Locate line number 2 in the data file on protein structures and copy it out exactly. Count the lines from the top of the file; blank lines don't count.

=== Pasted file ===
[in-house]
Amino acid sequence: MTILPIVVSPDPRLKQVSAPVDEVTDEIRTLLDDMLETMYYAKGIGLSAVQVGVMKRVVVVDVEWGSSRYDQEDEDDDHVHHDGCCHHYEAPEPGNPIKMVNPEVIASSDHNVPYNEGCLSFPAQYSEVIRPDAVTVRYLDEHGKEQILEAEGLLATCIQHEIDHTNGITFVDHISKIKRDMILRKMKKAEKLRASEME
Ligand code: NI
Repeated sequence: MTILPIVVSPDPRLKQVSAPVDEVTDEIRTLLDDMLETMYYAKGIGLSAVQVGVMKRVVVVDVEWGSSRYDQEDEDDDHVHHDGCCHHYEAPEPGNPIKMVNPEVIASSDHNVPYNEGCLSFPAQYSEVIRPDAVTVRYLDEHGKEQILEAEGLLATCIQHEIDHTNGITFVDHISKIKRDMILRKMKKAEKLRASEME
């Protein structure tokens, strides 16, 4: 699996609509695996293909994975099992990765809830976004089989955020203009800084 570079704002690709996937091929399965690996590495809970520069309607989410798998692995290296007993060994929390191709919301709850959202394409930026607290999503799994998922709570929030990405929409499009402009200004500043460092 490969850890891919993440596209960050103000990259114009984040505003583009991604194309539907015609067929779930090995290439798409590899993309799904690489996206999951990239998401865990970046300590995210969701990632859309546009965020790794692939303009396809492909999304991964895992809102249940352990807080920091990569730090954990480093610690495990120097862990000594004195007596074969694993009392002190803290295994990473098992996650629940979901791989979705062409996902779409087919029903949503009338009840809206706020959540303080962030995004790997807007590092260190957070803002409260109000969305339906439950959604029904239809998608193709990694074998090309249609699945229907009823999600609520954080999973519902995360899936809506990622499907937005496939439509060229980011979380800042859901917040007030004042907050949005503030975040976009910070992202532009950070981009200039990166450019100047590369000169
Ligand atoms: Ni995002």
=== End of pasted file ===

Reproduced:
Amino acid sequence: MTILPIVVSPDPRLKQVSAPVDEVTDEIRTLLDDMLETMYYAKGIGLSAVQVGVMKRVVVVDVEWGSSRYDQEDEDDDHVHHDGCCHHYEAPEPGNPIKMVNPEVIASSDHNVPYNEGCLSFPAQYSEVIRPDAVTVRYLDEHGKEQILEAEGLLATCIQHEIDHTNGITFVDHISKIKRDMILRKMKKAEKLRASEME